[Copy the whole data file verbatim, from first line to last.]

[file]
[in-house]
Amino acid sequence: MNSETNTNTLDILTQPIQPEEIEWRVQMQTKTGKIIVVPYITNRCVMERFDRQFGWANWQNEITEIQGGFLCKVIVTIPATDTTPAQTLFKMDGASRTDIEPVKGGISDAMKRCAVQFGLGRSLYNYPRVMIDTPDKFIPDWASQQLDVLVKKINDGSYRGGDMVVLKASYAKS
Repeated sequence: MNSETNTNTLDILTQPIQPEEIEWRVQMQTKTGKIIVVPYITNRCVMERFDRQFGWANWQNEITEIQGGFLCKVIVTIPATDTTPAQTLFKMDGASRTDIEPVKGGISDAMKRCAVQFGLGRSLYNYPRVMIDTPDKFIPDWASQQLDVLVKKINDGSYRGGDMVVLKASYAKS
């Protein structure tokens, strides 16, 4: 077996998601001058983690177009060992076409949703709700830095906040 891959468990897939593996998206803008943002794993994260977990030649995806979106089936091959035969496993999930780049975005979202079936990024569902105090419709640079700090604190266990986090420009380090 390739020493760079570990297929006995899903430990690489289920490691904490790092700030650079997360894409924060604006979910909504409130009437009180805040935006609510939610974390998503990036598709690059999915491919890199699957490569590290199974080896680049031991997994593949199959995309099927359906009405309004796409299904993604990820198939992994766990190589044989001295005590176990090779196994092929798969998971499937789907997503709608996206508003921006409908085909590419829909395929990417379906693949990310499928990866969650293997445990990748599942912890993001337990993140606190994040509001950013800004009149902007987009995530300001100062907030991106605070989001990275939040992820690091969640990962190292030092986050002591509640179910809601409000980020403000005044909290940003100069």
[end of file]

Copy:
[in-house]
Amino acid sequence: MNSETNTNTLDILTQPIQPEEIEWRVQMQTKTGKIIVVPYITNRCVMERFDRQFGWANWQNEITEIQGGFLCKVIVTIPATDTTPAQTLFKMDGASRTDIEPVKGGISDAMKRCAVQFGLGRSLYNYPRVMIDTPDKFIPDWASQQLDVLVKKINDGSYRGGDMVVLKASYAKS
Repeated sequence: MNSETNTNTLDILTQPIQPEEIEWRVQMQTKTGKIIVVPYITNRCVMERFDRQFGWANWQNEITEIQGGFLCKVIVTIPATDTTPAQTLFKMDGASRTDIEPVKGGISDAMKRCAVQFGLGRSLYNYPRVMIDTPDKFIPDWASQQLDVLVKKINDGSYRGGDMVVLKASYAKS
């Protein structure tokens, strides 16, 4: 077996998601001058983690177009060992076409949703709700830095906040 891959468990897939593996998206803008943002794993994260977990030649995806979106089936091959035969496993999930780049975005979202079936990024569902105090419709640079700090604190266990986090420009380090 390739020493760079570990297929006995899903430990690489289920490691904490790092700030650079997360894409924060604006979910909504409130009437009180805040935006609510939610974390998503990036598709690059999915491919890199699957490569590290199974080896680049031991997994593949199959995309099927359906009405309004796409299904993604990820198939992994766990190589044989001295005590176990090779196994092929798969998971499937789907997503709608996206508003921006409908085909590419829909395929990417379906693949990310499928990866969650293997445990990748599942912890993001337990993140606190994040509001950013800004009149902007987009995530300001100062907030991106605070989001990275939040992820690091969640990962190292030092986050002591509640179910809601409000980020403000005044909290940003100069």